Apparently (or to me at least) it’s difficult to write a daily blog. Not because I don’t have enough material to write about because I do but it’s about that thing called life. I was sick earlier this week. I had to work. I had a meeting one night. And then last night I attended a Dancing With the Stars benefit for our local educational foundation. So, after a break of a few days, here I am back in the swing of it. Or so I say.

The item that I posted is a promotional stand-up for a record store. I believe I got it from someone selling memorabilia in Tennessee. I have another stand-up kickin’ around but it’s black instead of white and that’s what made this one a nice addition to my collection. Because Come On Come On’s primary color was black.

Since I hadn’t been on my computer much at home, I forgot that I had put COCO in the CD drive. In case you were wondering, yes, I do have MCC’s songs on my hard drive but for some reason not this one. Call me old school if you’d like. As I started listening to it earlier this afternoon, the thought occurred to me that this album is still relevant 20 years later. For example, when she sings, “Everything we got, we got the hard way,” I imagine that the listener knows exactly what she means as they got something that they’ve wanted the hard way.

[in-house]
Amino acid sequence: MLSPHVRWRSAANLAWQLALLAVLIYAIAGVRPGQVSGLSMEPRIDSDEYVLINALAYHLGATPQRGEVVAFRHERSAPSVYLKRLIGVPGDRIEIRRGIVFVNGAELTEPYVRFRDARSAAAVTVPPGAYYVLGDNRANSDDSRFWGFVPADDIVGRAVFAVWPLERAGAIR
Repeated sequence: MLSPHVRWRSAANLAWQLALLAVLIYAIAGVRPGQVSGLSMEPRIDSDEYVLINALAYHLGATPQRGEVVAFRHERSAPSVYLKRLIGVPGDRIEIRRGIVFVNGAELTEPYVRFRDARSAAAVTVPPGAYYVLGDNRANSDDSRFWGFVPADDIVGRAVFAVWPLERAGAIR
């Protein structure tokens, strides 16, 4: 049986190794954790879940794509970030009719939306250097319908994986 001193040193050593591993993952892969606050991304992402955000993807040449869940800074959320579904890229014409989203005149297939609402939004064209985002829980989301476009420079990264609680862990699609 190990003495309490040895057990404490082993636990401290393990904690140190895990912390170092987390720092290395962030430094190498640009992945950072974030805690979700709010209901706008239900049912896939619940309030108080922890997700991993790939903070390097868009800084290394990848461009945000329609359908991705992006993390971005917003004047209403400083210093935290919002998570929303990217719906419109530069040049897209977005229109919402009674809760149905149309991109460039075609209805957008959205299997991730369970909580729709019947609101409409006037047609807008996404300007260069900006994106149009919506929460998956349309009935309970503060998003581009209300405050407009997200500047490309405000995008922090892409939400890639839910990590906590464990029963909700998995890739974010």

Then came He Thinks He’ll Keep Her. I listened to that on auto-pilot, something that happens I suppose after listening to the same songs on an album for 20 years, 240 months, 1040 weeks. You get my point. Then came the third track: Rhythm of the Blues.

I got “stuck” on it. ROTB was never released as a single but she’s performed it during at least 2 tours that I remember. I remember the first time that I heard this song. Before she even began singing, the melody reminded me immediately of Rosanne Cash. (Rosanne Cash is one of the 3 singer-songwriters that I adore.  Mary Chapin Carpenter is as you know the first, and Shawn Colvin is number 2.) Though it sounds somber, I find it uplifting and encouraging especially when she sings:

I want a place to call my own

where you have never been

This is a person who is ready to move on in life and stand on their own two feet. With Rhythm of the Blues, Mary Chapin Carpenter wrote a song that sounded as good as if Rosanne Cash herself penned it. Then again, maybe better.

Over & Out,

Lisa Luck

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